The Asia New Zealand Foundation Te Whītau Tūhono commissioned the report from Haike Manning, a former Ambassador to Viet Nam, to mark the 45th year of the diplomatic relationship.
In July 2020, New Zealand and Viet Nam upgraded their relationship to a “Strategic Partnership”, strengthening the relationship in a range of areas, including trade and investment, education, agriculture, defence, political cooperation, and development.
Viet Nam is one of a handful of countries in Asia expected to register positive economic growth in 2020, despite the coronavirus pandemic. The report notes that Viet Nam and New Zealand have both been praised internationally for their pandemic responses; Viet Nam has recorded among the lowest cases of Covid-19 internationally and has had very few deaths among its 97 million people.
Prior to the pandemic, New Zealand’s engagement with Viet Nam was growing through a wide range of measures, including tourism and international education.
Regional trade agreements have helped raise Viet Nam from New Zealand’s 22nd largest trading partner in 2013, to its 15th largest trading partner in 2020. Two-way trade in goods and services is now worth more than NZ$2 billion — and while Covid-19 has put a hold on tourism, trade in goods has remained robust.
Asia New Zealand Foundation executive director Simon Draper says the report demonstrates the need for New Zealand to continue to invest in its relationships in Asia, both for maintaining existing partnerships but also for exploring new opportunities.
“Viet Nam may well be one of the first countries New Zealand is able to reconnect with when international travel becomes more feasible. The report shows a strong mutual interest and a desire to know and do more with each other.
“It’s time for New Zealanders to update their perceptions of Viet Nam. For instance, it is now the second largest exporter of smartphones internationally, second only to China, and has been the fastest growing beer market in the world over the past five years.”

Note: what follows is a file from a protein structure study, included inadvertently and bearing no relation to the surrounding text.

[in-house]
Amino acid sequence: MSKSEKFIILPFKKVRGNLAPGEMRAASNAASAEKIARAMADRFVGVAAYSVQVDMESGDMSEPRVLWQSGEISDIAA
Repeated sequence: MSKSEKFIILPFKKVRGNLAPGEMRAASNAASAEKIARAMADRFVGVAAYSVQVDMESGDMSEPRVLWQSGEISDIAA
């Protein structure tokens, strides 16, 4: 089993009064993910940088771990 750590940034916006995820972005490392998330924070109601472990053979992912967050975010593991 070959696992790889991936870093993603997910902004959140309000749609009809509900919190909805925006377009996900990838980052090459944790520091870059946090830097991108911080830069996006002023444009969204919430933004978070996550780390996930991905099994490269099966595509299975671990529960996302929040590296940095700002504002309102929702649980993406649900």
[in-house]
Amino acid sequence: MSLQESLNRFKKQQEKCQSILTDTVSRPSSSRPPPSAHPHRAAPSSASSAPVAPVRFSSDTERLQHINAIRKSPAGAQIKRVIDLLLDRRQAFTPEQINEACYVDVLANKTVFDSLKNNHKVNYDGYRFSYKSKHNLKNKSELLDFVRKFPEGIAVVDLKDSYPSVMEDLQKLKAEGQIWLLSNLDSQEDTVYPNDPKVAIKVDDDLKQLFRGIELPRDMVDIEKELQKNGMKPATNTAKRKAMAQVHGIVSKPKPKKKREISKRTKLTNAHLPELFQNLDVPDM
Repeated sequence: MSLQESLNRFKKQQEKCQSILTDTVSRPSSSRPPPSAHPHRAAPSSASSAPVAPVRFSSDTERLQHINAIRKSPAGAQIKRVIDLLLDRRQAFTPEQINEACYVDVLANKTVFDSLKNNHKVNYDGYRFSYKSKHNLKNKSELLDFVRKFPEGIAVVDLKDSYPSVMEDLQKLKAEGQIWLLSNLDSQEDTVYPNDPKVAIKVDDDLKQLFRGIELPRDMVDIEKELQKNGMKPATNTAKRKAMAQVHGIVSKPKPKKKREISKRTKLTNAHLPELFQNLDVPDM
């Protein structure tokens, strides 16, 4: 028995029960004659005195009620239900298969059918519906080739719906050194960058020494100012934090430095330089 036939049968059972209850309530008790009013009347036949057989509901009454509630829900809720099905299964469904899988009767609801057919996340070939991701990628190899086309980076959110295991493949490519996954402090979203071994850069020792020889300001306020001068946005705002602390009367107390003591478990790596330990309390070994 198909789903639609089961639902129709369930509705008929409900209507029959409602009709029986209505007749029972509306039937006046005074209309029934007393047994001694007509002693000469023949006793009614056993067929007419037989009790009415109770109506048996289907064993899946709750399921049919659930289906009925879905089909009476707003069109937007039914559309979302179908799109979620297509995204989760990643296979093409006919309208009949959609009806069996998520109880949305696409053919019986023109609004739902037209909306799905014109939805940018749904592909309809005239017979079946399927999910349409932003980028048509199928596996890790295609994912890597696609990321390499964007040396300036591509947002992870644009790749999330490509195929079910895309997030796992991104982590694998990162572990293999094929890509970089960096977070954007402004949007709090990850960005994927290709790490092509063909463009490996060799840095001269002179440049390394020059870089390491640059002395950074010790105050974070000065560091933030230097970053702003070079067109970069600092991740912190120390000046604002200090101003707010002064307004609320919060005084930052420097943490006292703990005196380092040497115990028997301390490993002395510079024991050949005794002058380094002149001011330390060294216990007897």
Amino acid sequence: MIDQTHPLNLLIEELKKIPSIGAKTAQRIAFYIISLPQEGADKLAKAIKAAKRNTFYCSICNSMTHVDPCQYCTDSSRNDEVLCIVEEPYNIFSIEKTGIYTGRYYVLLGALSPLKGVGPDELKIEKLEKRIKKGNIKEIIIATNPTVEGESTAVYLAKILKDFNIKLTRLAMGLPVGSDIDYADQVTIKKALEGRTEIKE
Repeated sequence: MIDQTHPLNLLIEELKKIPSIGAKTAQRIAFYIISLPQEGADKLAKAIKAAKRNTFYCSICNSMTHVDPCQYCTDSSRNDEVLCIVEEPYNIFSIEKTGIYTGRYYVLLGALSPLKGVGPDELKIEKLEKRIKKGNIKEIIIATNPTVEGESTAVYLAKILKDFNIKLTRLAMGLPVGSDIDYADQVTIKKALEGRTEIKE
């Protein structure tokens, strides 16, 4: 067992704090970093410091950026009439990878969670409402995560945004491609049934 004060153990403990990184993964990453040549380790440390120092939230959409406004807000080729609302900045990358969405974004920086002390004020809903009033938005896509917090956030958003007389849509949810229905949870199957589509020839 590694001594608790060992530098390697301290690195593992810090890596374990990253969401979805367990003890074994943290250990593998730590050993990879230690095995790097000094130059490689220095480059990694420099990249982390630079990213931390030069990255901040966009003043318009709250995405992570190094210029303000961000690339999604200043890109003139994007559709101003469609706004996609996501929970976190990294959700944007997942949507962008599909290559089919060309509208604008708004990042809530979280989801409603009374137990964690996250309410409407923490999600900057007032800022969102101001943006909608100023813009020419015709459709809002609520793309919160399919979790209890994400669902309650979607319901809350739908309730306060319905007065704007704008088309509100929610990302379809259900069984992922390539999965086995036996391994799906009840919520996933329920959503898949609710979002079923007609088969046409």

Report author Haike Manning says: “Viet Nam’s future is bright and I’m sure we’ll see more and more Kiwis engaging with Viet Nam in the coming years."
Simon Draper: "It’s time for New Zealanders to update their perceptions of Viet Nam"
In the report, Manning writes that by some measures Viet Nam is the most globalised economy in modern history, with a raft of free trade agreements with partners across the world and as a hub for manufacturing and increasingly services. It is attracting billions of dollars in foreign investment in sectors such as manufacturing, retail, real estate and energy.
“Optimism, dynamism and scale are what the world sees in Viet Nam in 2020. While average incomes are still modest, Viet Nam has been the second fastest growing economy on the planet over the past 25 years and remains a bright spot in an otherwise gloomy economic picture.”
The report highlights individuals and organisations who have forged close connections between the two countries, including Vietnamese who studied in New Zealand in the 1960s through the Colombo Plan, New Zealand medical professionals supporting medical teams in southern Viet Nam, and contemporary business leaders and entrepreneurs.
Those profiled include Vietnamese New Zealander Mitchell Pham, who is chair of the Digital Council for Aotearoa New Zealand and an Asia New Zealand Foundation Honorary Adviser. He argues that New Zealand tech companies should be increasingly orienting their products and services towards Asia.
“The real opportunity is to collaborate in Asia, and to customise to local markets in the region. Vietnamese tech entrepreneurs are hungry to work with Western partners and entrepreneurs,” Pham says.
Viet Nam and New Zealand: Let’s go! includes original research carried out by the Asia New Zealand Foundation and Research New Zealand into how young New Zealanders and young Vietnamese view the others’ country. It finds that young people in the two countries have similar aspirations, and are globally minded, ambitious and curious about each other.
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